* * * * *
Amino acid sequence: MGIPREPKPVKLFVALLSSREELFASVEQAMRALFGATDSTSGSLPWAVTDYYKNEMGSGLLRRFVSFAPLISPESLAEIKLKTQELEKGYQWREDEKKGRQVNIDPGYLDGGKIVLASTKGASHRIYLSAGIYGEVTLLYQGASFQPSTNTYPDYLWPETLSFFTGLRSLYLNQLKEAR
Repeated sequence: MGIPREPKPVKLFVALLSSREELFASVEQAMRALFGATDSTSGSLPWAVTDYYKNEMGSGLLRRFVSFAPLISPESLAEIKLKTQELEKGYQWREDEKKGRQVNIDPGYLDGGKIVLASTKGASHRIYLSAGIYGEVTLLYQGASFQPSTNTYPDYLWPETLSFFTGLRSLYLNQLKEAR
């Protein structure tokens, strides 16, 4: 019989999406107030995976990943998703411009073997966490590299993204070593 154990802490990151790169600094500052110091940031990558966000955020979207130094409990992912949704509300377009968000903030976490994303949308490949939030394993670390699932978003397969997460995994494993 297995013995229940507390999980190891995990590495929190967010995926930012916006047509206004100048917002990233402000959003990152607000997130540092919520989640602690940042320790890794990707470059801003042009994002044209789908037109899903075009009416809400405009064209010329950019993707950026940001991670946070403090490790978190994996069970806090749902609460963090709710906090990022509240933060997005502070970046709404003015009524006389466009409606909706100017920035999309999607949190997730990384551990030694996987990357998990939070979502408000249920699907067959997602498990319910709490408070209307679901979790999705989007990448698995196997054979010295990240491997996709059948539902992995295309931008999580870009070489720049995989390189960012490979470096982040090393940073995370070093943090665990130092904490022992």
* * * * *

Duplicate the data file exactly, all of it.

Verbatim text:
Amino acid sequence: MGIPREPKPVKLFVALLSSREELFASVEQAMRALFGATDSTSGSLPWAVTDYYKNEMGSGLLRRFVSFAPLISPESLAEIKLKTQELEKGYQWREDEKKGRQVNIDPGYLDGGKIVLASTKGASHRIYLSAGIYGEVTLLYQGASFQPSTNTYPDYLWPETLSFFTGLRSLYLNQLKEAR
Repeated sequence: MGIPREPKPVKLFVALLSSREELFASVEQAMRALFGATDSTSGSLPWAVTDYYKNEMGSGLLRRFVSFAPLISPESLAEIKLKTQELEKGYQWREDEKKGRQVNIDPGYLDGGKIVLASTKGASHRIYLSAGIYGEVTLLYQGASFQPSTNTYPDYLWPETLSFFTGLRSLYLNQLKEAR
């Protein structure tokens, strides 16, 4: 019989999406107030995976990943998703411009073997966490590299993204070593 154990802490990151790169600094500052110091940031990558966000955020979207130094409990992912949704509300377009968000903030976490994303949308490949939030394993670390699932978003397969997460995994494993 297995013995229940507390999980190891995990590495929190967010995926930012916006047509206004100048917002990233402000959003990152607000997130540092919520989640602690940042320790890794990707470059801003042009994002044209789908037109899903075009009416809400405009064209010329950019993707950026940001991670946070403090490790978190994996069970806090749902609460963090709710906090990022509240933060997005502070970046709404003015009524006389466009409606909706100017920035999309999607949190997730990384551990030694996987990357998990939070979502408000249920699907067959997602498990319910709490408070209307679901979790999705989007990448698995196997054979010295990240491997996709059948539902992995295309931008999580870009070489720049995989390189960012490979470096982040090393940073995370070093943090665990130092904490022992």